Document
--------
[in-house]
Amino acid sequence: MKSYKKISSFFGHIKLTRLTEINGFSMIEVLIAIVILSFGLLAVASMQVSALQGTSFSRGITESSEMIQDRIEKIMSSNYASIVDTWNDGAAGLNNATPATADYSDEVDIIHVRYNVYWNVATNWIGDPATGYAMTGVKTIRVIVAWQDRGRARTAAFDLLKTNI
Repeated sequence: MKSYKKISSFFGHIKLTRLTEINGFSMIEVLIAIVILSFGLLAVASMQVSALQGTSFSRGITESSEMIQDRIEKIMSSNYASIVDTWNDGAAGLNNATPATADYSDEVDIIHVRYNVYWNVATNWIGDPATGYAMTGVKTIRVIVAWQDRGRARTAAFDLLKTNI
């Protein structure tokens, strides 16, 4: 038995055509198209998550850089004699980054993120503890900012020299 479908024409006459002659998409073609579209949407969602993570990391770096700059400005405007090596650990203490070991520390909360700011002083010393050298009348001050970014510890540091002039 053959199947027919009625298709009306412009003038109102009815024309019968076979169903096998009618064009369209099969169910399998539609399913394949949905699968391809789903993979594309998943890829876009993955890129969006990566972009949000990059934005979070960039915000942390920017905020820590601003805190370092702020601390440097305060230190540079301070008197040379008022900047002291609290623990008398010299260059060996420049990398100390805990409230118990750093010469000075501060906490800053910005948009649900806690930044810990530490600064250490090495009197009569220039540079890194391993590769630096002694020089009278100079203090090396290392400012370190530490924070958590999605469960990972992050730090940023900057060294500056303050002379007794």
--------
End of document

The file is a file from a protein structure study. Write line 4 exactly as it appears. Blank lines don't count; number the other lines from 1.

């Protein structure tokens, strides 16, 4: 038995055509198209998550850089004699980054993120503890900012020299 479908024409006459002659998409073609579209949407969602993570990391770096700059400005405007090596650990203490070991520390909360700011002083010393050298009348001050970014510890540091002039 053959199947027919009625298709009306412009003038109102009815024309019968076979169903096998009618064009369209099969169910399998539609399913394949949905699968391809789903993979594309998943890829876009993955890129969006990566972009949000990059934005979070960039915000942390920017905020820590601003805190370092702020601390440097305060230190540079301070008197040379008022900047002291609290623990008398010299260059060996420049990398100390805990409230118990750093010469000075501060906490800053910005948009649900806690930044810990530490600064250490090495009197009569220039540079890194391993590769630096002694020089009278100079203090090396290392400012370190530490924070958590999605469960990972992050730090940023900057060294500056303050002379007794």